Ancient Peruvian Mantles, 300 B.C.ľA.D. 200 - Frame, Mary - Yale University Press
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Published by The Metropolitan Museum of Art/Distributed by Yale University Press
Ancient Peruvian Mantles, 300 B.C.ľA.D. 200
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Mantles, the rectangular wrapping cloths found on two-thousand-year-old funerary bundles from the south coast, are impressive demonstrations of the ancient Peruvian arts of needle and loom. Often bordered or intricately patterned, they carry a detailed expression of ancient imagery in large figures or a full range of symmetrical and color patterns in repeated small figures. They are made in the natural hues of cotton or camelid fiber (wool) or dyed in a range of strong colors. Red, the color of blood is the most conspicuous of the applied colors, a seemingly appropriate choice for decorated cloth accompanying the burials.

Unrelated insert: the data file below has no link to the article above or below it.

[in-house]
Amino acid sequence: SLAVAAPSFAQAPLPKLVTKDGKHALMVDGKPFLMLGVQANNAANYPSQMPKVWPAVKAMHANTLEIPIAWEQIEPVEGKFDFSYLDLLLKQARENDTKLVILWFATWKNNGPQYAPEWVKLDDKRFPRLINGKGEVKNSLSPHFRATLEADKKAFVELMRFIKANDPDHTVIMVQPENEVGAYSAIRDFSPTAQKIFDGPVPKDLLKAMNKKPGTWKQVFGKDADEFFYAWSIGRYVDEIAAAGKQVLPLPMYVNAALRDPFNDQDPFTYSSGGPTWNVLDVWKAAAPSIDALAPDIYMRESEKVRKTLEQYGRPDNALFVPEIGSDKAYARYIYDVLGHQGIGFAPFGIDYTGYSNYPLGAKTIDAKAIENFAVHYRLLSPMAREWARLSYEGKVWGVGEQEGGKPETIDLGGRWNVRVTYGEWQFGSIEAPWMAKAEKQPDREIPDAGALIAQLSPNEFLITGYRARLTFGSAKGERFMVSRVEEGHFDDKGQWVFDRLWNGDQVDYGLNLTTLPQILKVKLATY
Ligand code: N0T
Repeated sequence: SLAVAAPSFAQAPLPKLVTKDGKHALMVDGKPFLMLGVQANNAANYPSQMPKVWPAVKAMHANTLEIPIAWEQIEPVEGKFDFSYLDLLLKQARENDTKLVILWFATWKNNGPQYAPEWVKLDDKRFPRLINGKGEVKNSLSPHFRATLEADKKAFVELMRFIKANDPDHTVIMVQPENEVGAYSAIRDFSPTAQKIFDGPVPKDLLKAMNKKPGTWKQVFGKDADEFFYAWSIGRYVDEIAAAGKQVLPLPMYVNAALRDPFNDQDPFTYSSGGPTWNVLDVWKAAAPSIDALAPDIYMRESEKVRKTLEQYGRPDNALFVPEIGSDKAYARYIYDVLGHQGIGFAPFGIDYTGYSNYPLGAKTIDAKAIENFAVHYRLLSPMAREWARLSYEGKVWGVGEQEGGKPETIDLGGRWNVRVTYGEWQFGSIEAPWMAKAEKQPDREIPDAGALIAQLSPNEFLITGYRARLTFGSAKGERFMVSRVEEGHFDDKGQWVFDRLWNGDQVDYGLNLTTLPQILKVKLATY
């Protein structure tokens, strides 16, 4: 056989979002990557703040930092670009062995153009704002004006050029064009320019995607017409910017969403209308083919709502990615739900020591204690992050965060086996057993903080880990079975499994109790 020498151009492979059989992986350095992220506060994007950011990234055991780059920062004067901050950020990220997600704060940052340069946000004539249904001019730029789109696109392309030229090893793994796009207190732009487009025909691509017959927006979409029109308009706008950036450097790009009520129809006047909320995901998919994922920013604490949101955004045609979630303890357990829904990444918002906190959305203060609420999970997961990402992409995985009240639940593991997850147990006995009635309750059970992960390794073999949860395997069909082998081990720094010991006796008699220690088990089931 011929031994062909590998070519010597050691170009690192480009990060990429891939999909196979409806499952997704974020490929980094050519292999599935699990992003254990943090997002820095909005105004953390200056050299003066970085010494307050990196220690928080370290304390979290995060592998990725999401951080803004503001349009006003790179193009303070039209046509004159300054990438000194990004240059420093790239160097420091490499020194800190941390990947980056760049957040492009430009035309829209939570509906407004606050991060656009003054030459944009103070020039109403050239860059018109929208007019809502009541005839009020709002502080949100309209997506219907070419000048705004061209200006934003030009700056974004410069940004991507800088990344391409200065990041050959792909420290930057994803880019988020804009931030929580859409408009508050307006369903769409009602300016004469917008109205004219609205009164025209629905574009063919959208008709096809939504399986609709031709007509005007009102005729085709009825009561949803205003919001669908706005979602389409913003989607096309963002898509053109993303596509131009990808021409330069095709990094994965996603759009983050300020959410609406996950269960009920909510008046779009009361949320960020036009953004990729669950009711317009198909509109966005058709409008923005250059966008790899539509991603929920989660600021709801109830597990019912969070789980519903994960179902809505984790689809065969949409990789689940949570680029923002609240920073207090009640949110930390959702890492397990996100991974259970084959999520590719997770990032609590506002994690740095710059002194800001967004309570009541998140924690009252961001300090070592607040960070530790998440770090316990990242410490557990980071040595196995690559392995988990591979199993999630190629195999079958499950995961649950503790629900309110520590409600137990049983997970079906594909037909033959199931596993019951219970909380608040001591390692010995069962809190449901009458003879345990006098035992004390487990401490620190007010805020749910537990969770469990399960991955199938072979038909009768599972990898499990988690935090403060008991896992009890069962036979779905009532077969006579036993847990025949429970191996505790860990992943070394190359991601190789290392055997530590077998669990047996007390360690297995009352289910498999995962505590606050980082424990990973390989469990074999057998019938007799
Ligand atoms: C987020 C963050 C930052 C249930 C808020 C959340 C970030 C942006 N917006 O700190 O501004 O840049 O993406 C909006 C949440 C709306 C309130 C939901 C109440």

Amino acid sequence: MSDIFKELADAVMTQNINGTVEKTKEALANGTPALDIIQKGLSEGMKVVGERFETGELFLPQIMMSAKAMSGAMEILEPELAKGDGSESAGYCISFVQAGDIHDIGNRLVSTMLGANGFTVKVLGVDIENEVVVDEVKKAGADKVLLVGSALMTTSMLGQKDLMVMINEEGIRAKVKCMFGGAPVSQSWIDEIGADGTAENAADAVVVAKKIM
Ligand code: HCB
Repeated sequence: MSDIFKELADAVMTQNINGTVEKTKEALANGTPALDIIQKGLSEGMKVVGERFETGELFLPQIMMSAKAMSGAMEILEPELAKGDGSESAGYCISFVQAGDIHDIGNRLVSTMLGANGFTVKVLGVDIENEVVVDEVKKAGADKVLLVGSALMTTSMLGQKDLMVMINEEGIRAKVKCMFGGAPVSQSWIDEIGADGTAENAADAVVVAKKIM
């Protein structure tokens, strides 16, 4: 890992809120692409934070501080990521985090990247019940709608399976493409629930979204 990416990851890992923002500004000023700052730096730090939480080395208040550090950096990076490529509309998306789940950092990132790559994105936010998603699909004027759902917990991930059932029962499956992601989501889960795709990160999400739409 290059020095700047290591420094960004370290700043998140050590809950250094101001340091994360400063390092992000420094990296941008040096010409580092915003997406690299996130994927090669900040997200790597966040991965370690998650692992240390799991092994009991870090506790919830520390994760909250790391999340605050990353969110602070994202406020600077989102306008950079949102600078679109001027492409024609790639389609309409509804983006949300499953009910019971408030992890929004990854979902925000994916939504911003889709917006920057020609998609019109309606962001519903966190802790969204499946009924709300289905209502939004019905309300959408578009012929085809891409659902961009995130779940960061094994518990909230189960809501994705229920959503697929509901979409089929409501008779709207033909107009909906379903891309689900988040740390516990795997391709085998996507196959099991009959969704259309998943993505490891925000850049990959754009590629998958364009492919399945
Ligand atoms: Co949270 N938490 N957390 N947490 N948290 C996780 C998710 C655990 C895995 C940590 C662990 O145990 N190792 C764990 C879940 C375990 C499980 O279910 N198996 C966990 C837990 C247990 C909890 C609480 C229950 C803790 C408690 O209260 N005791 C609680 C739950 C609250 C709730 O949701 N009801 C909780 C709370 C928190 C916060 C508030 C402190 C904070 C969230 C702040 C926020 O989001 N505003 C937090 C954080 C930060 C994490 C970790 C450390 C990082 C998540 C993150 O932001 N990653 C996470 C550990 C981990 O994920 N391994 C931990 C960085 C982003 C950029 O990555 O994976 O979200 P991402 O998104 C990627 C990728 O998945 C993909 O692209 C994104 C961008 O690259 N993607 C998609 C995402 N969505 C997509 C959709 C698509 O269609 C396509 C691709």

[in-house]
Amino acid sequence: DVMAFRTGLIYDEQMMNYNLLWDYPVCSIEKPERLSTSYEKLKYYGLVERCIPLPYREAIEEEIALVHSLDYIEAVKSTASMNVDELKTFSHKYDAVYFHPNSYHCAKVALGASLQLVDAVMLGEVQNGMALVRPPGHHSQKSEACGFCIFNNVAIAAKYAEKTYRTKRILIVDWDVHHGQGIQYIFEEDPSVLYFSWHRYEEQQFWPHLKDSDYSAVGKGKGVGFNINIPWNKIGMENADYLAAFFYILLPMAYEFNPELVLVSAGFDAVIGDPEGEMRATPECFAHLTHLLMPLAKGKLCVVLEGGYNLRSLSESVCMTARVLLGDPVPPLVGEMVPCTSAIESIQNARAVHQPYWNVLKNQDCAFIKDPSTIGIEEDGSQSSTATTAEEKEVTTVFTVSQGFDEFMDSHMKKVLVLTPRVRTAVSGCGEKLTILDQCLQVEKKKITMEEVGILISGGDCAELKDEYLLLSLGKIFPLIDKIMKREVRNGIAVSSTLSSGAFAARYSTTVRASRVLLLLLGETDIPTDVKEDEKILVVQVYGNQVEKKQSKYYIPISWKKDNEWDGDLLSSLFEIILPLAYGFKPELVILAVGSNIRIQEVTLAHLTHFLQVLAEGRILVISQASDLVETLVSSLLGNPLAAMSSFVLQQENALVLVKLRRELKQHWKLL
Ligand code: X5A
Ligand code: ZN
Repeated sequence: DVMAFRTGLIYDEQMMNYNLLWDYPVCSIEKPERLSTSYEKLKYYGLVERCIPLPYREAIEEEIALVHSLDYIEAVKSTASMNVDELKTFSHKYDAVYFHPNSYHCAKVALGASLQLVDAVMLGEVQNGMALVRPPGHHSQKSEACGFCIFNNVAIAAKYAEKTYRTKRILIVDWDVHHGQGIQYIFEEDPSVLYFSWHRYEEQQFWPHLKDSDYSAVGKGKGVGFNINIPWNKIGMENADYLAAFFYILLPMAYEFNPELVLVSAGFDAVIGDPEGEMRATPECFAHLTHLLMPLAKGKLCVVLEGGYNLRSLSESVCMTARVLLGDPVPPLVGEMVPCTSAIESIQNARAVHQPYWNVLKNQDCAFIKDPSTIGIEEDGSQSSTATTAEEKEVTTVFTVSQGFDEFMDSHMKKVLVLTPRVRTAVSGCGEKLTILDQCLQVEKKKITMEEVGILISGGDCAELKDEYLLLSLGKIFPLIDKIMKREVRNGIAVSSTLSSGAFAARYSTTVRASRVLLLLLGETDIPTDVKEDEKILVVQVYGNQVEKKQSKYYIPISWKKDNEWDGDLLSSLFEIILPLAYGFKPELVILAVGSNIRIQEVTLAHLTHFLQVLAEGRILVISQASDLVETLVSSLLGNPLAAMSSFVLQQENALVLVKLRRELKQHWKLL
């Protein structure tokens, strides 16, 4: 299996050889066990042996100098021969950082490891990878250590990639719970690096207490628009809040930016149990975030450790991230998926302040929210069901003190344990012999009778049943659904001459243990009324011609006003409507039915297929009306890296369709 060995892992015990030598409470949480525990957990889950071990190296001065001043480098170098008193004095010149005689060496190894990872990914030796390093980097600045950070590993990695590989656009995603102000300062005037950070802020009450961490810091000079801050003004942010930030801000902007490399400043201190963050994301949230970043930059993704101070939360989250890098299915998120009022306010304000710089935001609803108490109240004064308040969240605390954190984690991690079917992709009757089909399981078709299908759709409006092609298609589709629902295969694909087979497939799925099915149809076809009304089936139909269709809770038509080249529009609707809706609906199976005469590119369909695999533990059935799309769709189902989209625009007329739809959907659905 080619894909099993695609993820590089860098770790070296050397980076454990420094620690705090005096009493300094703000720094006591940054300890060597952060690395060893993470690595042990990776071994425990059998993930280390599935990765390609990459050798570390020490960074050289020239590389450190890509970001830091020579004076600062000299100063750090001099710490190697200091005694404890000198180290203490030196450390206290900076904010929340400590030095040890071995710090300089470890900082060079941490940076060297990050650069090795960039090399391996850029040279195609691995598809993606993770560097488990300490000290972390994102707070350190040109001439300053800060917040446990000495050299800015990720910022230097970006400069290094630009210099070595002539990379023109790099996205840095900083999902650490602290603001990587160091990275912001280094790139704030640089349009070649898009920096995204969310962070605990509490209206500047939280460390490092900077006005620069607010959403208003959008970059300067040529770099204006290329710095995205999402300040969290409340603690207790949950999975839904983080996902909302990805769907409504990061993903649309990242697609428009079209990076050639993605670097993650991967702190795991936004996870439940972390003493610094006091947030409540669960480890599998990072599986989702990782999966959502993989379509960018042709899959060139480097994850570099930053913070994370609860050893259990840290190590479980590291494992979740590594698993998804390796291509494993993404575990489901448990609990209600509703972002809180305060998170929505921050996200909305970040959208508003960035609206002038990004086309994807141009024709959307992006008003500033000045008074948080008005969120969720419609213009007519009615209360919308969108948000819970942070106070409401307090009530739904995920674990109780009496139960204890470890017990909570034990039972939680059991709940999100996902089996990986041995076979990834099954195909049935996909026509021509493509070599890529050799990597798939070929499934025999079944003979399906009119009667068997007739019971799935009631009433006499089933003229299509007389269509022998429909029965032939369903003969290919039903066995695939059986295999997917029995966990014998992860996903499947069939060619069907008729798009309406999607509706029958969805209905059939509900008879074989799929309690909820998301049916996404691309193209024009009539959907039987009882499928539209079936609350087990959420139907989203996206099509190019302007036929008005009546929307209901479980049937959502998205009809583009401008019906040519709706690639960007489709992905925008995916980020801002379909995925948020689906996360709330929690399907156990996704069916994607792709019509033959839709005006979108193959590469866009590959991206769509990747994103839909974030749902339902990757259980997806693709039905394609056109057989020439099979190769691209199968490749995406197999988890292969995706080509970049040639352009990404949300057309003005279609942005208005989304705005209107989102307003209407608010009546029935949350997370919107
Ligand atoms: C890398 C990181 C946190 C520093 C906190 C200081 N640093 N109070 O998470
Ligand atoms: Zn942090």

The mantles and related textiles in this books represent works encountered at two major, but quite different, archaeological sites: Ocucaje in the lower Ica Valley and the Necropolis of Wari Kayan (also known as the Paracas Necropolis) on the Paracas Peninsula. The fabrics span a five-century period, with the earlier, more varied mantles reflecting styles from the Ocucaje and the later, embroidered mantles reflecting those of the Wari Kayan Necropolis. [This book was originally published in 1995 and has gone out of print. This edition is a print-on-demand version of the original book.]
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